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2005 Hottest Year on Record according to ‘Who Weekly’

who_sm.jpgWho Weekly magazine has confirmed what many climate scientists had already suspected: that 2005 was officially the Hottest Year Ever, and that 2006 promised to be “even hotter.” The 22-page, 450-word special report in the Hot Years issue was compiled by a team of two editorial assistants, before being peer-reviewed by the magazine’s sub-editors. It presents strong photographic evidence of rising global temperatures in a variety of exotic locations, often in conjunction with toned abs and dresses that leave nothing to the imagination.

Who Weekly magazine has confirmed what many climate scientists had already suspected: that 2005 was officially the Hottest Year Ever, and that 2006 promised to be “even hotter.” The glossy special issue warned it may already be too late to stop gorgeous celebrities flaunting themselves in future.

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Experts warn that calamitous events like Jessica Simpson acting may become more frequent

The 22-page, 450-word special report was compiled by a team of two editorial assistants, before being peer-reviewed by the magazine’s sub-editors. It presents strong photographic evidence of rising global temperatures in a variety of exotic locations, often in conjunction with toned abs and dresses that leave nothing to the imagination.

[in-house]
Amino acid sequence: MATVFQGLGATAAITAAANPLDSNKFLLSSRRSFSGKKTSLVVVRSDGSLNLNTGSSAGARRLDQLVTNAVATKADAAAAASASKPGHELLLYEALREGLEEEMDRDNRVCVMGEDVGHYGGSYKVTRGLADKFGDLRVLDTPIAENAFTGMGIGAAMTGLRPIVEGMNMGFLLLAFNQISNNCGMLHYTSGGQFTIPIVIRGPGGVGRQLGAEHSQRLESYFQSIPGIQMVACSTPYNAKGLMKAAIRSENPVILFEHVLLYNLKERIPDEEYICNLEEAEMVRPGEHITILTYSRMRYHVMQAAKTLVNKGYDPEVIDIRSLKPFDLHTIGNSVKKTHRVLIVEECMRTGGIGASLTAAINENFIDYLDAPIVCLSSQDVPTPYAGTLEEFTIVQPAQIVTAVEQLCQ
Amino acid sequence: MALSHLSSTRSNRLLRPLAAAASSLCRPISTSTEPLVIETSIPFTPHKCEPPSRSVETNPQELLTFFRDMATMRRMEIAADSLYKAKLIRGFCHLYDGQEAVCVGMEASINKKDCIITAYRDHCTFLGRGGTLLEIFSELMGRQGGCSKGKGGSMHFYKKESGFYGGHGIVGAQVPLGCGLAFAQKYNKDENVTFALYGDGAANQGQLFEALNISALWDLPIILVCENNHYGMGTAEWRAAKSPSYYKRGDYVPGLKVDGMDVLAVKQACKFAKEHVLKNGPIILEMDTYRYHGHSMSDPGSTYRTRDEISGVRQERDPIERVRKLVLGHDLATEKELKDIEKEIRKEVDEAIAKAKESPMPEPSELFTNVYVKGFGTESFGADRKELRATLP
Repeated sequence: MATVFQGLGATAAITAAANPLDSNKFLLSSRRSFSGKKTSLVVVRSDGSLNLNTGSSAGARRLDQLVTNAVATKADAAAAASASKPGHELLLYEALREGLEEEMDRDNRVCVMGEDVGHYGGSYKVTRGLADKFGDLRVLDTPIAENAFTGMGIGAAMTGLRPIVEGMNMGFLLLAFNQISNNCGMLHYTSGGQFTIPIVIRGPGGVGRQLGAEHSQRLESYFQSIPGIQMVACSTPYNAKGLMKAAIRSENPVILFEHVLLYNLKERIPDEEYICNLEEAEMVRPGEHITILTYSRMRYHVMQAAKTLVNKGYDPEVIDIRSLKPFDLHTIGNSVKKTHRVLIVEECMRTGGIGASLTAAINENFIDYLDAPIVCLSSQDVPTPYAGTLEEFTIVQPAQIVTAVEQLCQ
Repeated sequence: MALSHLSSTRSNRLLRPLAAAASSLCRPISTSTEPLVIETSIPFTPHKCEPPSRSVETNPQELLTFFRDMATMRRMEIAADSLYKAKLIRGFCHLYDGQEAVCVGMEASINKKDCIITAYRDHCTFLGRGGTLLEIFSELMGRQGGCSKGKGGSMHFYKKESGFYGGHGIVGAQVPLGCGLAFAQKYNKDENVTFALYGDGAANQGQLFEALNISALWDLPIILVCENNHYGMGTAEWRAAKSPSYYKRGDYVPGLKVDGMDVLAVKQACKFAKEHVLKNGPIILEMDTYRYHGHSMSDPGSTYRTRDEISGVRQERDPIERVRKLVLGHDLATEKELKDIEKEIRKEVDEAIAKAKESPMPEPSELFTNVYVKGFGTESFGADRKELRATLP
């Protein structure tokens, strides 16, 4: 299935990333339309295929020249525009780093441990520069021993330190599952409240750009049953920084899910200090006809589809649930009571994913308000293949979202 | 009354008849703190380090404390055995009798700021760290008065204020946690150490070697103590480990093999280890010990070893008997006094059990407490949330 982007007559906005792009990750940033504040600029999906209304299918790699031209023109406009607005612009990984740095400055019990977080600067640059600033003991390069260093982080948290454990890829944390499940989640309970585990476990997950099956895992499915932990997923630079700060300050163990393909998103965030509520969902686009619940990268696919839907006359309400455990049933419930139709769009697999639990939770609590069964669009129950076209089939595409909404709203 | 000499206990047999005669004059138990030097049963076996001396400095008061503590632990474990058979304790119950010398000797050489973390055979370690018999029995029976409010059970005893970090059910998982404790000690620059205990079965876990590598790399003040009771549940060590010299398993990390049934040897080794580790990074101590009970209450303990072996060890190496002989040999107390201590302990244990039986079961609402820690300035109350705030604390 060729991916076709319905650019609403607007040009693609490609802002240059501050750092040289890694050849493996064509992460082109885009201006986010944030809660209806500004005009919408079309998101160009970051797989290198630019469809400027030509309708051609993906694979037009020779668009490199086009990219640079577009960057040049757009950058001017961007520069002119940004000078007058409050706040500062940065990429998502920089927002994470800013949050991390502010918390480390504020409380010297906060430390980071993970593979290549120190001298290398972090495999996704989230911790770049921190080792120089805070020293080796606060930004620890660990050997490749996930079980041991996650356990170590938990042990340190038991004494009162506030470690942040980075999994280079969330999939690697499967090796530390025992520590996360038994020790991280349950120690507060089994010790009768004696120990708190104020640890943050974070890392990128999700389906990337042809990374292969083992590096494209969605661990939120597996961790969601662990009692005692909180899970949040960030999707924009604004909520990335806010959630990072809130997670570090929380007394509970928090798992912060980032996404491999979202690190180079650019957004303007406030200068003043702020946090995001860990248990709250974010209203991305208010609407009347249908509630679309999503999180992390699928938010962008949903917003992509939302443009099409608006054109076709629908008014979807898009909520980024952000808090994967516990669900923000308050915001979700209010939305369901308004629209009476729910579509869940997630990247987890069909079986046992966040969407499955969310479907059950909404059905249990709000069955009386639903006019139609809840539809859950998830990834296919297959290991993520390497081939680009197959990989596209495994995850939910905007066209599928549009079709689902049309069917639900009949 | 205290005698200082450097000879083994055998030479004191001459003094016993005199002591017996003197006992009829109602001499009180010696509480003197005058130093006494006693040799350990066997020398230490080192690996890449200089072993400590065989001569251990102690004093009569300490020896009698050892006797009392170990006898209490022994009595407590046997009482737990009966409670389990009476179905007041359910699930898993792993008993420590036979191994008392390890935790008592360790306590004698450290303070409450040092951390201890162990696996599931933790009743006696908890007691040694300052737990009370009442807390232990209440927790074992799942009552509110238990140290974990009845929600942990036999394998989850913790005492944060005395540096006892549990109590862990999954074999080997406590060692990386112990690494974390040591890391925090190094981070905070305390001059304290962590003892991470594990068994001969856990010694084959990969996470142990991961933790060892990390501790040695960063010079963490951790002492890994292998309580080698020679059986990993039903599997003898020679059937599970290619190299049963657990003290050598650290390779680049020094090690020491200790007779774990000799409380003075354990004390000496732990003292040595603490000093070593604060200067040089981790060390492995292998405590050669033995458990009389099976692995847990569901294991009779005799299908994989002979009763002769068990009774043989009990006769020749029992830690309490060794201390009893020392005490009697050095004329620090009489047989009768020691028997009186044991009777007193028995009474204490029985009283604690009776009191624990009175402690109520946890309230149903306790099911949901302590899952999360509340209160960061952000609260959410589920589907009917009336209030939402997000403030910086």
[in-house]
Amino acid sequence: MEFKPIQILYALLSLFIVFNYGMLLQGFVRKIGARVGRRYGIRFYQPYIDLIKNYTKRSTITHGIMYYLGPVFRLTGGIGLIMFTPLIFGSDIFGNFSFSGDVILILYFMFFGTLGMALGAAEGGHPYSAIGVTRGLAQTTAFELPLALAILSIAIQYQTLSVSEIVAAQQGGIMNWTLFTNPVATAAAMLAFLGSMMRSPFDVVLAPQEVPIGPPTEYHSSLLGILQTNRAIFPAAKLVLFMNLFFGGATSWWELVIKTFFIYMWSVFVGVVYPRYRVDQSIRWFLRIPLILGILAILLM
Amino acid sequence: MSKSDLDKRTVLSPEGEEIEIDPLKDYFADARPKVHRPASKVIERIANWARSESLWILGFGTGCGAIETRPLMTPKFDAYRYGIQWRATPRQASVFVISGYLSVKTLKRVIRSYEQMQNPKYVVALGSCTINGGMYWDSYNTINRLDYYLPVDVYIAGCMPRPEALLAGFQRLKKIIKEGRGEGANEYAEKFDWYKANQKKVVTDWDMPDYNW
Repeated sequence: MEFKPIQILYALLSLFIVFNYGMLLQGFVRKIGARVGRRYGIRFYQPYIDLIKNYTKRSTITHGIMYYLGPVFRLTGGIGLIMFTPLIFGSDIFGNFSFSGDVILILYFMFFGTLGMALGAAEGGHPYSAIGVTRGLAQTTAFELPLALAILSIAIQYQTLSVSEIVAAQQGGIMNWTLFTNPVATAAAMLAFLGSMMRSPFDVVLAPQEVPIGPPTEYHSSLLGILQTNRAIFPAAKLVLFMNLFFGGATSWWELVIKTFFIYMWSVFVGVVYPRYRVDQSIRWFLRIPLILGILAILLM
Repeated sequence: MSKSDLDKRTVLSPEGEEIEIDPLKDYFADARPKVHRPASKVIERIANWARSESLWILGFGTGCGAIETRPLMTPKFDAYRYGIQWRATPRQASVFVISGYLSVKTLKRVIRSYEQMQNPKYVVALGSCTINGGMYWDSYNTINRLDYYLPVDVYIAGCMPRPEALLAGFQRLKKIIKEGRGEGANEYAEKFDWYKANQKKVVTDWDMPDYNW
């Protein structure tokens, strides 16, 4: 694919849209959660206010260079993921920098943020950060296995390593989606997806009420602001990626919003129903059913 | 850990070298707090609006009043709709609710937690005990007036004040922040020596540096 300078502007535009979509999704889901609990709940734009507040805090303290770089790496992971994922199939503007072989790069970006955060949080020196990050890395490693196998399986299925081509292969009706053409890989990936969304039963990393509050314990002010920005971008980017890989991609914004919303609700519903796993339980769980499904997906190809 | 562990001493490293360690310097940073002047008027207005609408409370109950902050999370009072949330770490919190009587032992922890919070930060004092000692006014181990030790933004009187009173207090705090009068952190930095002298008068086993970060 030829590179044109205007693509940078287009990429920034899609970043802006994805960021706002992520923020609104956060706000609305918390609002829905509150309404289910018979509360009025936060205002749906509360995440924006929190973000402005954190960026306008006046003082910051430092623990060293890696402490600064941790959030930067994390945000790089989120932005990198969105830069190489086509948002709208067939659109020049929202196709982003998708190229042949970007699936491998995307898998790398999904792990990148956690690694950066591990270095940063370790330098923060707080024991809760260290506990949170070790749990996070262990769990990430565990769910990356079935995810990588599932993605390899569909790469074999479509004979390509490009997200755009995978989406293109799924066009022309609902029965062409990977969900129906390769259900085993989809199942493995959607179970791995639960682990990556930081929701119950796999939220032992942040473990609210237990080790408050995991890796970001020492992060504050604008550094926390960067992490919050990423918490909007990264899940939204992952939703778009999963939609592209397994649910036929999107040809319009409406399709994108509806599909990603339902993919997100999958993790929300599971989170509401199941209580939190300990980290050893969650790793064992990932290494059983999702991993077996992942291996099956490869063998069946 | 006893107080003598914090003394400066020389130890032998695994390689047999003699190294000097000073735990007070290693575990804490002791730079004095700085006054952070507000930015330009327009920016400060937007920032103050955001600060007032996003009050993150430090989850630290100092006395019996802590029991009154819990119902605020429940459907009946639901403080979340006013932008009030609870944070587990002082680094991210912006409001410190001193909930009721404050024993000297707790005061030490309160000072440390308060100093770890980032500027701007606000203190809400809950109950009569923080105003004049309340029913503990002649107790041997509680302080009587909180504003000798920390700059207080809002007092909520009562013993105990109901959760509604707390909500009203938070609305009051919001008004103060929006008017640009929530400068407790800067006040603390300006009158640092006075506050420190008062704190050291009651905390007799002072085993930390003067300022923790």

Climate expert Professor James Walpole said the Who special issue was alarming even for a professional. “We had identified Asian tsunami and New Orleans hurricane as possible signs that this could be one of our hottest years, but our research missed other key warning signs, like the dramatic rise in Jessica Simpson’s profile.”

But the special report was not totally without positives for the climate. “It’s small comfort, but at least we can say that 2005 was also one of the Most Intriguing years we can remember,” said Walpole. Analysts are still divided on what course of action to take on climate change. Some skeptics have suggested that the temperature increase is in fact due to more accurate satellite technology, rather than actual increases in ambient atmospheric temperature. Others, like acid-mouthed fashion designer Alex Perry have attacked Who on the grounds that 2005 was in fact the Nottest Year on record.

With some bodies urging stricter and more wide-spread adherence to the Kyoto protocol; and others contending that the treaty should be scrapped altogether, there is division even among those who recognize the need for action on global warming. Who offers no formal suggestions on whether a bilateral emissions target or a more ad hoc, technology-based agreement should be pursued, although editor Jane Nicholls does outline some broad boundaries policy formulation in her introduction.

““What made 2005 our hottest year yet? We all know it was fun, flagrant, shameless – and definitely sexy. It was all about knowing what you want – and doing anything to get it. But we also saw how important it was to remember our loved ones.”